Days had come to a crawl, ever since he had gotten out of the Army. Once upon a time, David dreamed of it becoming a lifelong career and that childish ambition had carried him through basic, selection and all the way back home when a knee injury disqualified him from service. It was bittersweet on the best of days, he returned from deployment with no welcoming arms from family or friends—having left all of his friends in the Army.
Life was never easy after that, he had fallen on hard times and found himself scrambling to keep off the streets. His particular skillset did not qualify him for much, but there was always the possibility of Law Enforcement; but after the injury and his dream being taken away, he no longer cared.
If not for his friend, Evan Nowell, getting out as well and helping him secure a job through a family friend; who knows where David might have ended up?
Rounding a street corner and dodging past the heavy flow of people scrambling about their mundane tasks, the answer came rather quickly. He would have died, maybe.
They lived in the same apartment complex, they worked at the same job and they enjoyed the same things; beer, video games and the occasional late night booty-call. Back in their old unit, they were inseparable and even now, it was hard pressed to find them not around one another.
Today being the exception, of course.
David had gotten himself an interview with a local news company, through his talent with writing he hoped to find a profession where his word could be etched on every television and computer screen.
That had turned out to be nothing more than another brittle fantasy, as though he had all the talent in the world at his fingertips, he lacked a few pieces of paper from esteemed colleges clarifying his ability. He might as well have been a laughing stock, the way they regarded him during the process, glancing over his references and resume as though he were applying for nothing more than a custodial position.
That’s all I’d really be qualified for, anyway… He thought to himself, far too lost in his self-loathing thoughts and blaring music from headphones to hear the disembodied screams of people in the streets from all around—at first it was one or two, nothing too serious; could have passed for an accident.
However, the panic spread like a wildfire and everyone around him collectively began to break off and sprint in opposite directions. They were manic, one man bumping into David so hard he almost lost his balance, headphones ripped from his ears and his phone tumbling to the ground, where a heavy boot stomped it out of commission.
Quick to anger, he whirled around on the offending party with a fist balled—only to find the man had already scurried off, along with almost everyone else.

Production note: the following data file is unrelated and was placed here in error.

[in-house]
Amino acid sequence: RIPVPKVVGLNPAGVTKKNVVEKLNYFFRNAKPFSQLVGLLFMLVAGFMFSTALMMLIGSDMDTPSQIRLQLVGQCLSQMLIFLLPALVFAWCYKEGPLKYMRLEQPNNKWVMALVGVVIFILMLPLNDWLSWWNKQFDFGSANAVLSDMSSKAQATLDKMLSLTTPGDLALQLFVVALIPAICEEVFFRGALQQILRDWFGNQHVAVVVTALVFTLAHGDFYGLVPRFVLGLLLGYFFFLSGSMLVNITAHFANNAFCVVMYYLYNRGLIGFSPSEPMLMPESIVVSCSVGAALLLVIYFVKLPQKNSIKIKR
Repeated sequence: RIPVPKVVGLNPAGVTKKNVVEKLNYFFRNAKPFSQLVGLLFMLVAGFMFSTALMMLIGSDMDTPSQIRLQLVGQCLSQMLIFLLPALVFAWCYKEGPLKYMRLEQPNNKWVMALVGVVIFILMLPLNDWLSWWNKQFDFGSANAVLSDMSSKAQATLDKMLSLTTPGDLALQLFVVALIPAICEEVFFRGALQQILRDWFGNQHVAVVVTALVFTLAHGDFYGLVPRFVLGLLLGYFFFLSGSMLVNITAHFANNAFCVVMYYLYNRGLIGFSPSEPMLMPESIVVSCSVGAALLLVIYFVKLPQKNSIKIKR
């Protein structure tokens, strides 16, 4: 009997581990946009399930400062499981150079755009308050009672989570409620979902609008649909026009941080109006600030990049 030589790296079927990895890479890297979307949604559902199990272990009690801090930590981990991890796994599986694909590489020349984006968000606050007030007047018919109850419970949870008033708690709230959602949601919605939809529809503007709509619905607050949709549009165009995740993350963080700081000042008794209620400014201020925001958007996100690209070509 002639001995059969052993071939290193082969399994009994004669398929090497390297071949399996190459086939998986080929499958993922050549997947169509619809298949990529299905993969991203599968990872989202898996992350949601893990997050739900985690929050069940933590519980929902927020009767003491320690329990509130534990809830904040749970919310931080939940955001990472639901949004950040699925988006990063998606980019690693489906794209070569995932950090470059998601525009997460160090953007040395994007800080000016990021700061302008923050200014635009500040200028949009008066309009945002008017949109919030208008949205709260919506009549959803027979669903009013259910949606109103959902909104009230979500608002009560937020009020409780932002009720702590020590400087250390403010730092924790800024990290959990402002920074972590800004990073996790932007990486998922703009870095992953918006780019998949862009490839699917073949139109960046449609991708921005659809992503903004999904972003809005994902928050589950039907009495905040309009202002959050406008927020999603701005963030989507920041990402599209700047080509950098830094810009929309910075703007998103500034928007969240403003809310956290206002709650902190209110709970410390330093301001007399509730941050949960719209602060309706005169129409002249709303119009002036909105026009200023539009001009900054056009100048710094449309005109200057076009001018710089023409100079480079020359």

It took him several moments to properly understand everything happening.
A car sped through a traffic light, colliding with a handful of fleeing people and slamming through a coffee shop, exploding into a ball of fire soon after.
A middle-aged woman in front of him was clutching at her chest, heaving on her knees and struggling to breathe. It took David a moment to realize that she had been shot twice, both times in the chest and one must’ve punctured a lung, given the sick, wet gurgling noise every inhale she attempted made.
He considered reaching out to her, until she stood fully upright and let out a sick, ominous laughter that made him entirely uncomfortable. She turned—her upper half was the only part of her that turned. Bones snapped and muscle tore as she performed the odd movement. Her eyes were wide, her lips spread in a smile that drew blood from the corners of her mouth.
She laughed again, then she ran at him. Or at least tried to, her stumbling backwards movement did not make for the best method of pursuit, and David’s flight instinct kicked in far too fast.
He sprinted past her, shoving a hard shoulder into her self-mangled body, sending it tumbling to the ground as he engaged in the fastest run he never knew he was capable of.
The horror was all around him and in varying shades of insanity, twisted flesh and mangled bodies that were beyond human. Some were slow and others were fast. Thankfully, they all seemed so pre-occupied with slaughtering one another, he had managed to slip through the cracks.
In minutes the city had gone from timid and mundane, to chaotic and terrifying. He could discern no pattern or reason for this to happen, all he knew was that he and few others seemed to be unaffected—the ones that were smart in the beginning, the ones that ran away.
Everything he had ever known was pushed to the back of his mind and he ran for his life, just like everyone else. He had two objectives: meet up with Evan and get the hell off of the street.
Thankfully he had already been well on his way home from a failed interview and wasn’t more than half a mile down the road, it still might as well have been the longest half mile of his life.